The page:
Gregory Conko is a senior fellow at the Competitive Enterprise Institute in Washington, D.C.



Where is the author's solution?? How about a competing agency?
If you accept the author's premise (which I do) that the incentives for the FDA is to slow reviews due to them being mostly criticized for approving a risky medicine and not being criticized for not approving a potential beneficial medicine, where is the author's solution??

The author stating that "Congress should move forward, clearing away the regulatory barriers that keep beneficial treatments out of the hands of doctors and their patients" is not really a solution, cause Congress has the same incentives and disincentives as the FDA.

This might be a silly idea (increasing the bureacracy and all that), but how about a competing approval agency that primarily focuses on risk. A drug approved by this agency would officially be classified as "experimental" with ALL known and probable risks published and continually updated.

This way patients and their doctors could make informed decisions for what is best for THAT patient. The patient taking that approved "experimental" drug would have to sign a waiver not to sue if any adverse effects occur. If an adverse effect was known and NOT published, then the waiver would be void.

Drug companies could still get (the higher level?) FDA approval, but this would allow patients in need to get potential medicines faster without trying to achieve the Herculiean task of changing the mindset at the FDA.

A non-rush to Drugment
I think a competing "risk" agency would drive FDA approvals to zero. By definition all drugs with "risk" would be approved by the other agency and since all drugs carry risks the FDA would have nothing to do. Classing all drugs as experimental would drive up costs to consumers since many, if not most, insurance providers don't pay for experimental drugs.

The first thing we need to look at is how much of the 8-10 years of trials is really needed. How about 2 years of trials and 3 years of a phased implementation? One big problem with the trials is that you don't really have a large sample size and some of the side-effects may not be apparent until the drug is released into the marketplace. Some sort of phased implementation might help that BUT it may also increase the risk.

It's also not clear to me what the drug companies stand to gain by faster implementation. Sure, money *now* is more valuable than money *later* but if they can get a competing drug to market faster so can their competition. The drug companies will see a shorter period where they're the sole provider and may also see greater litigation expenses. The drug copiers might like the idea but the innovators would likely balk.

In the end it will boil down to how much risk consumers and their lawyers are willing to bear for the potential rewards of faster approval. In my experience, most people are willing to take risks if the result turns out OK but are unwilling to take risks when the outcome is bad. Sorta like the "if I knew then what I know now" line of reasoning.

Your idea might be better - at least another possible solution
My thought on a competing agency was just an attempt at some kind of solution other than hoping Congress will do something. Your idea is probably better.

I would say that anything that could lower the regulatory costs of drug implementation would be a net positive.

You are correct to note that unless some sort of acceptance of risk is considered by consumers and our court system, the situation will not improve. I'm talking about the acceptance of the KNOWN risk and taking your chances as an adult. If info is known and not shared, then the tort guns could come out.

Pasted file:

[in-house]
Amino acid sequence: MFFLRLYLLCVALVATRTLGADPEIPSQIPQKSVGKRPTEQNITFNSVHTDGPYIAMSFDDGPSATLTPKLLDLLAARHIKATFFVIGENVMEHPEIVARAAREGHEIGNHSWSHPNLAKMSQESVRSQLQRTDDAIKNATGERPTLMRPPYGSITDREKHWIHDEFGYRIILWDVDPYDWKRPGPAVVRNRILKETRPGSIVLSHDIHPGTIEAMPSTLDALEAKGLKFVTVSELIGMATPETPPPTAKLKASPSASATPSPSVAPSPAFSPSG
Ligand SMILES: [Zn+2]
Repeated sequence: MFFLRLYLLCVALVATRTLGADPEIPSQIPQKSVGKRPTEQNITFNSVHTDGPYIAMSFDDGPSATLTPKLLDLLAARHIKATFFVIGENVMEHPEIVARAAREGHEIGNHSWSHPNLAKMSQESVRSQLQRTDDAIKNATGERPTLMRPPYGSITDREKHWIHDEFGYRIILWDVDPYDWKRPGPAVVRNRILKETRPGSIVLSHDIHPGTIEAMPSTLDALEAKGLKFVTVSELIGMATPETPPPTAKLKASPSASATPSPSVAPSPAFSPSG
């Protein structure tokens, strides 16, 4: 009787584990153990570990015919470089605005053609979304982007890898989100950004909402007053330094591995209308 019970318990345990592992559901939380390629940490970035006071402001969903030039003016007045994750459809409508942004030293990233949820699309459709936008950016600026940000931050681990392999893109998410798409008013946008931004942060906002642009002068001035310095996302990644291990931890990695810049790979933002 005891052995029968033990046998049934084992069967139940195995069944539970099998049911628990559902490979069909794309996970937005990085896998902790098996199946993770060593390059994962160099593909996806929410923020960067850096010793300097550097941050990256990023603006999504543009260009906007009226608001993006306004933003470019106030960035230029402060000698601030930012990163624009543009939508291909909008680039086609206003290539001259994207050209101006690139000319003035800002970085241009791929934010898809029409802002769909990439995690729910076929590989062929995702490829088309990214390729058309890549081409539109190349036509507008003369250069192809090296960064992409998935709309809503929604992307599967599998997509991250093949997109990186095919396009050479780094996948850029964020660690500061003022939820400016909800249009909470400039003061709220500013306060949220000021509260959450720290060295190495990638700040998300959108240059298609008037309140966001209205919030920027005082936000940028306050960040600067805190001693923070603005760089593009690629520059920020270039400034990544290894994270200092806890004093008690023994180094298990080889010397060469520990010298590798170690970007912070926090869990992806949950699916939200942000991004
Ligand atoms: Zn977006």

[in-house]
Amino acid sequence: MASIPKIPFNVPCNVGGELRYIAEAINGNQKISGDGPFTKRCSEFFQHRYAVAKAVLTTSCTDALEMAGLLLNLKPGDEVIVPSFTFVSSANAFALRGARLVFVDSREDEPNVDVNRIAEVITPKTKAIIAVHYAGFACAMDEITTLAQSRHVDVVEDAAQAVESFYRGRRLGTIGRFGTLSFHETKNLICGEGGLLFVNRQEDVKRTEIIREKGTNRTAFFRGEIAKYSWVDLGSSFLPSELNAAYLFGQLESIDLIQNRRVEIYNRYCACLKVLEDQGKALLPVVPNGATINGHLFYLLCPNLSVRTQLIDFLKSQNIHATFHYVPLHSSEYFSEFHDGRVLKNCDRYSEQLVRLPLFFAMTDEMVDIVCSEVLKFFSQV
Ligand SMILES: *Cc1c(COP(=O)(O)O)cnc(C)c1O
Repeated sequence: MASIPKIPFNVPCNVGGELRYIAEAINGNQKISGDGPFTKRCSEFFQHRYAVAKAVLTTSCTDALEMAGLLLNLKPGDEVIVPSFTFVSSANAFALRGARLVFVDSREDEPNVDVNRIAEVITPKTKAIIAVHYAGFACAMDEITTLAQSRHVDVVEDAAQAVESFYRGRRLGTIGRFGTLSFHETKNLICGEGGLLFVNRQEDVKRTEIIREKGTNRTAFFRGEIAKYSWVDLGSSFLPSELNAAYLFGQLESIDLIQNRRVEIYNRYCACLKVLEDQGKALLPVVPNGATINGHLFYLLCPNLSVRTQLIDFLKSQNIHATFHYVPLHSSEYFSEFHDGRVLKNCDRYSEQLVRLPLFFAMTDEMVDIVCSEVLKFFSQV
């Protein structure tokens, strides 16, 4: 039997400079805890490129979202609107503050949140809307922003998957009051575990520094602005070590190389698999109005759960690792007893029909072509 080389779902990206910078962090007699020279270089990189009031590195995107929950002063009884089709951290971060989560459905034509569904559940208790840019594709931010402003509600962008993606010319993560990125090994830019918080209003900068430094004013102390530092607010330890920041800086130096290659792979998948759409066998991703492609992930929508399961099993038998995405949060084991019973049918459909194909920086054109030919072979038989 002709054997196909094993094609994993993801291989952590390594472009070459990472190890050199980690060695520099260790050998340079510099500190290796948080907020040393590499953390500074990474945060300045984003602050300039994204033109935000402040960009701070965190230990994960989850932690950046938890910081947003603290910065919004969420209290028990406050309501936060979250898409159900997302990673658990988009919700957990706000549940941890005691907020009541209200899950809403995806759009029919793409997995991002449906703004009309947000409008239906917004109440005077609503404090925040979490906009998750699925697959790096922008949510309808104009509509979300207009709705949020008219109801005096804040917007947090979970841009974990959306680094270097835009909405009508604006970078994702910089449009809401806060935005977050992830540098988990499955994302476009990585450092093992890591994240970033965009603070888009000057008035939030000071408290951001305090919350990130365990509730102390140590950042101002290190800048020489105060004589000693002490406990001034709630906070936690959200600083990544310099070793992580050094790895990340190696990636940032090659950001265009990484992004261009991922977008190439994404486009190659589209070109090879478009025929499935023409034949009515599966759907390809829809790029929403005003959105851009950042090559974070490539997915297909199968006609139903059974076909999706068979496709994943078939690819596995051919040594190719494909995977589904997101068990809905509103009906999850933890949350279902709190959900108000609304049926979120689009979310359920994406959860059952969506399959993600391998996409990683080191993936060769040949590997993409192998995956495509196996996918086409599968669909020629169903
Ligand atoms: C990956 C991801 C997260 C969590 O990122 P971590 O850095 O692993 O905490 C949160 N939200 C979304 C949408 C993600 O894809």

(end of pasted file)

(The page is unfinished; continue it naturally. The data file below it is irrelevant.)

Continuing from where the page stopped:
buyer risk
i see this from a libertarian point of view.

the companies perform the research and provide the results of their studies. these results should be published and made available to the patients and their agents (doctors/ pharmacists).

promote freedom of choice. allow the patients to buy what ever medicines that they think will work for them.
allow the pharmaceutical companies to continue to seek the approval of the FDA. this seal of approval may be something that some risk averse patients will want.
those that are more aggressive should be allowed to acquire the experimental drugs.

what is not considered is the number of lives lost because the drug was disapproved or removed from the market.

why isn't there a class action suit against these lawyers!! their litigation is costing lives.

Good question on suing the lawyers
Remember the furor over silicone breast implants? The lawsuits that bankrupted Dow Corning? Silicone implants pulled from the market, new research confirms old research -> no health threat from the implants, silicone implants back on the market.

Speaking as a free market guy, the government should be doing everything it can to foster free, fair and open competition. The drug approval process in a very large impediment to competition and I'm not certain that the big drug companies mind the impediment overly much since they have the resources to overcome the obstacles.

While we don't want another Thalidomide disaster, we also don't want 1000's of people to die waiting for a drug that might have fatal side-effects for 50 people. It's a perverse, but understandable, situation. The 1000's that die before I release a drug can't sue for redress but those effected afterwards can, so the focus is on what might happen rather than on what is happening. And if I'm the FDA I know that the only deaths that will be reported are the 50 that occur following approval; what happens before approval is just "old news".

Somehow, I don't think the effort to find a Polio vaccine followed the same process. Wasn't that effort successful? Why can't we go back to the state of play in the 1950's? Or, at least compare the two different eras and build a system using the best of both. You know what I mean - do it like a private company would.

If you're not familiar with Thalidomide, try this URL: